Syria Sanctions – A death sentence, part one

German relief money went to Al Nusra in Idlib


Karin Leukefeld in Rubicon

Sanctioned to death

EU sanctions against Syria have made a terrible humanitarian situation worse. [Read part two]The Western military forces supposedly want to punish President Assad. Actually, they are hitting a battered people who would still have the mental power to rise from the ruins of war, if they were allowed to.

In the aftermath of the war, the European Union is pursuing a perfidious dual strategy: on the one hand, the recent prolonged sanctions against Syria are preventing reconstruction; On the other hand, the people lying on the ground are then supposed to be fed with “humanitarian” alms.

The Syrians are prevented from building houses and instead provide tents for them.The European Council (1) has extended its “unilateral economic sanctions” (sanctions) against Syria for another year until 1 June 2020. The measure is “against the regime” and “in line” with the EU-Syria strategy (2), it said in a press release. The violence of the “Syrian regime” against the civilian population is continuing, but the EU is committed to a “lasting and credible political solution to the conflict in Syria under UNSCR 2254 and the 2012 Geneva Communiqué”.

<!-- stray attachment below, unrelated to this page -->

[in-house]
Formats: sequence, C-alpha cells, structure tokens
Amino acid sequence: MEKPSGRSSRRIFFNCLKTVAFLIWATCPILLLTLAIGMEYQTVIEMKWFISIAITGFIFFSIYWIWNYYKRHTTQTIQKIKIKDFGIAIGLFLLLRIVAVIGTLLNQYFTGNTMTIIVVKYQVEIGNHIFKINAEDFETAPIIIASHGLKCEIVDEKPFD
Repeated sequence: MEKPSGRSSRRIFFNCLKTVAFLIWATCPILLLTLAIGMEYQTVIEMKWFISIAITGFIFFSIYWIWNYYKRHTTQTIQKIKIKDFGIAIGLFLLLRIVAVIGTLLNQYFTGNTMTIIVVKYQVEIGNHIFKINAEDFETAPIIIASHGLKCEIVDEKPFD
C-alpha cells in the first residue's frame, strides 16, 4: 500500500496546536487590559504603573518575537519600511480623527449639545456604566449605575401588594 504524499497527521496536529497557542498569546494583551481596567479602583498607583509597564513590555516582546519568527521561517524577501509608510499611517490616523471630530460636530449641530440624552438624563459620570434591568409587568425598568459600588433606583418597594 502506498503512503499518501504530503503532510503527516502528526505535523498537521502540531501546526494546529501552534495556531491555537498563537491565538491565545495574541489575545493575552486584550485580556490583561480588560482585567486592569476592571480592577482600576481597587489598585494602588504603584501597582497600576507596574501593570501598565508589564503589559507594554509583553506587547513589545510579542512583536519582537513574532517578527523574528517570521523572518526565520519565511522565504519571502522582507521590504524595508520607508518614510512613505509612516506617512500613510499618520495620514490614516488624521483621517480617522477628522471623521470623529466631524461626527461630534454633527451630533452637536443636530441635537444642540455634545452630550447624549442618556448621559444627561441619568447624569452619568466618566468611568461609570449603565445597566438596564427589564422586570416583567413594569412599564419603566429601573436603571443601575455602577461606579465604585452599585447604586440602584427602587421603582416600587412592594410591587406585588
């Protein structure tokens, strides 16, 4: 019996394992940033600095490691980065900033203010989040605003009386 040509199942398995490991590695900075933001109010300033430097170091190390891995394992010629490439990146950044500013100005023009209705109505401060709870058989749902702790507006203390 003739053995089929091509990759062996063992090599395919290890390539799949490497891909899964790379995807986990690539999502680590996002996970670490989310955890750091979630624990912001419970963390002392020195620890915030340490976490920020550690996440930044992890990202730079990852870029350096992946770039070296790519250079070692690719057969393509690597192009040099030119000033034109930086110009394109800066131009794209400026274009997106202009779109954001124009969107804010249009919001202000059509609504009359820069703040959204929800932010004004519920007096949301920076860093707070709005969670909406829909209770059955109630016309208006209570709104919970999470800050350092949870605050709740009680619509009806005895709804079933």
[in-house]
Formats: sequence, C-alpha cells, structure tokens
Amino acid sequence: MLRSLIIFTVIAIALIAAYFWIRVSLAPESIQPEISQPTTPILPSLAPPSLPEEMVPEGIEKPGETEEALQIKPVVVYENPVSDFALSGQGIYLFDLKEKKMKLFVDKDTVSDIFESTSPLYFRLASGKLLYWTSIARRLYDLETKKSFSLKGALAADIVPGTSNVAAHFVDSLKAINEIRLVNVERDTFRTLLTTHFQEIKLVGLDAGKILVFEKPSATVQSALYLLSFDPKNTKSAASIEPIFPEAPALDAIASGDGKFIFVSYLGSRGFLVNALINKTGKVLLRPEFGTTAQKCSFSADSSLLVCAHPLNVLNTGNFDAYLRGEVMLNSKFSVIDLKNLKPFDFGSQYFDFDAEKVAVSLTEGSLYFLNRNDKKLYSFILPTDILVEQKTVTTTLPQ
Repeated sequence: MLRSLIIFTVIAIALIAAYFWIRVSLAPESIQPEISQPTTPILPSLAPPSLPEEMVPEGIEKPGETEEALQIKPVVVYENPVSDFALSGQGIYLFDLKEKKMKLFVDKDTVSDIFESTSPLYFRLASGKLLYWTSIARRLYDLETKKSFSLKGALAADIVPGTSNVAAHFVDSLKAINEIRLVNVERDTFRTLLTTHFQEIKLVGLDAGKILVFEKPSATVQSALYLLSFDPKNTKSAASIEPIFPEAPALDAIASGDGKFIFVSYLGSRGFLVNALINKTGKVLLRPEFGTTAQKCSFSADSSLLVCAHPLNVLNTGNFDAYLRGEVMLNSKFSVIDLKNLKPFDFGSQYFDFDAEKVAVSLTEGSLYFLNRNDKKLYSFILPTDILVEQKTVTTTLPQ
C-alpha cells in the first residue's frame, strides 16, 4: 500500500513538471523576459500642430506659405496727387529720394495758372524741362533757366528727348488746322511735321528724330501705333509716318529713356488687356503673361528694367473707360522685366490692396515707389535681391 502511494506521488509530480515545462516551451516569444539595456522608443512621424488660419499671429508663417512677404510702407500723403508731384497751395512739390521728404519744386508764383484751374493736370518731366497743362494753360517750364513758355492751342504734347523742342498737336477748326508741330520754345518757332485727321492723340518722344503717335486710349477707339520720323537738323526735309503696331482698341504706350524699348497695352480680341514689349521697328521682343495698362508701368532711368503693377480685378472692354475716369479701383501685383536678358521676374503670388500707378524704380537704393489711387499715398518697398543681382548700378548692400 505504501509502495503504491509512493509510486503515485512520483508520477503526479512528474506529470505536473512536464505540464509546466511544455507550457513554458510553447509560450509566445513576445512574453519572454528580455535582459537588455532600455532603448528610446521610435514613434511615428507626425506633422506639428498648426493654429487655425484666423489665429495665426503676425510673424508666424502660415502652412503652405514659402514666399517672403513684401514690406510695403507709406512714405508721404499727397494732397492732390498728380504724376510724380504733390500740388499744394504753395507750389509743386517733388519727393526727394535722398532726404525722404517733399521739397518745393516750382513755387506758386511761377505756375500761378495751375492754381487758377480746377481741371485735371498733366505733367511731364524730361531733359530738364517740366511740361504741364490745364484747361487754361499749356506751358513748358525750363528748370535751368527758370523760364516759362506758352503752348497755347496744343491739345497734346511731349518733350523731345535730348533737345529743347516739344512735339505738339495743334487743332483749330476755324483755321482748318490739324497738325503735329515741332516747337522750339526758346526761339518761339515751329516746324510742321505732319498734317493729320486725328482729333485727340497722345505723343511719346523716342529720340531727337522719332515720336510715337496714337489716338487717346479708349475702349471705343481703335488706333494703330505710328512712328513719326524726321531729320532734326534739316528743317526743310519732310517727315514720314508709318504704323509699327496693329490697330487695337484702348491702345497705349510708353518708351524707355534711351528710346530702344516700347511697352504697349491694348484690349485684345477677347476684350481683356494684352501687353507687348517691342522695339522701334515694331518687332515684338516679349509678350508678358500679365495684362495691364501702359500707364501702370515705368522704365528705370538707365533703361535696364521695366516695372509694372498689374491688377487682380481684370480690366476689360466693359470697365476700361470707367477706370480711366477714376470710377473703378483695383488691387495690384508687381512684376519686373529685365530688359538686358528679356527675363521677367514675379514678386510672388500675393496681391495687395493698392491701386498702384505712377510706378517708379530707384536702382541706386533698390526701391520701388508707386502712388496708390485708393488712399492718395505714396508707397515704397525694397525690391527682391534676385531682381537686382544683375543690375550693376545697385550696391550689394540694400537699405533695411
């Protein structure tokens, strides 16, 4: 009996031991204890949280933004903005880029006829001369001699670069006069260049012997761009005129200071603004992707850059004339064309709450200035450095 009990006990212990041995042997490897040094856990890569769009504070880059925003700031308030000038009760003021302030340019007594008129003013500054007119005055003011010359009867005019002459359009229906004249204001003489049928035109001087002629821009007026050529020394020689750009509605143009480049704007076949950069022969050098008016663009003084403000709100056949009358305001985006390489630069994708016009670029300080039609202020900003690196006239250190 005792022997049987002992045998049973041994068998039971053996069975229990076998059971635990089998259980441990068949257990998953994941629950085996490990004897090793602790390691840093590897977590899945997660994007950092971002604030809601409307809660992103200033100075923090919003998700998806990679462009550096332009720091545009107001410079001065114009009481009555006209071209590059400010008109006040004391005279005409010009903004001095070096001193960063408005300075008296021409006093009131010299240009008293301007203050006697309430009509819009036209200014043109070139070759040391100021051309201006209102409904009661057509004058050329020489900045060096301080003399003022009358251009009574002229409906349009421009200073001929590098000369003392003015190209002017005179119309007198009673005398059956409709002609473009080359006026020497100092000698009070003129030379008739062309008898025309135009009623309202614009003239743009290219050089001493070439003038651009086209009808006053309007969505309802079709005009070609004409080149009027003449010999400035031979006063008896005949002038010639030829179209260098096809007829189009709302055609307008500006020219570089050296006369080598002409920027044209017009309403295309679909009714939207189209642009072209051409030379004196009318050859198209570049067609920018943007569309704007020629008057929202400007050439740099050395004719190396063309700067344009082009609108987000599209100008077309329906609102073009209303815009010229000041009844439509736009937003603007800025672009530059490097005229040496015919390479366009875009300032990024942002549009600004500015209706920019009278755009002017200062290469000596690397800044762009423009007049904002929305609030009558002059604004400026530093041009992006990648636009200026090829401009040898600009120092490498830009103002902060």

EU sanctions, imposed for the first time in 2011 and since then ever tightened and expanded, include an oil embargo, investment bans and the freezing of assets held by the European Central Bank. They include export restrictions on equipment and technology “that can be used for internal repression, as well as equipment and technology for monitoring or interception of the Internet and telephone conversations.”
In fact, almost every type of technology is affected: spare parts and tools for textile or printing presses, for vehicles, for aircraft, for the power supply, for medical devices and raw materials of all kinds.

Currently, 269 individuals and 69 companies are affected by the sanctions, “because they are responsible for, or benefit from and support, and / or associated with, the violent crackdown on the Syrian civilian population.”

Five people and one company have been stricken from the list. Why? The five people died and the company was dissolved.

Whether the UN criticism of sanctions against Syria has been taken into account is unclear. It is also unclear exactly who settled on the decision: Was there a meeting where advice and different opinions were heard? Was a resubmission just ticked off? Was it decided by phone?

The UN Special Rapporteur on the Impact of Sanctions, Idriss Jazairy, said last year (2018) after a visit to Syria that every single Syrian and also the work of the relief agencies was affected by the sanctions. (3)
The situation in Syria caused by the war is “terrible,” according to Jazairy, “but I want to emphasize that punitive measures are only making the situation worse.” Particularly “frightening” is that “over-enforcement of sanctions forces humanitarian and economic actors to find irregular mechanisms for payment.” This increases costs, delays deliveries, reduces transparency and makes it impossible for some companies to continue their work.”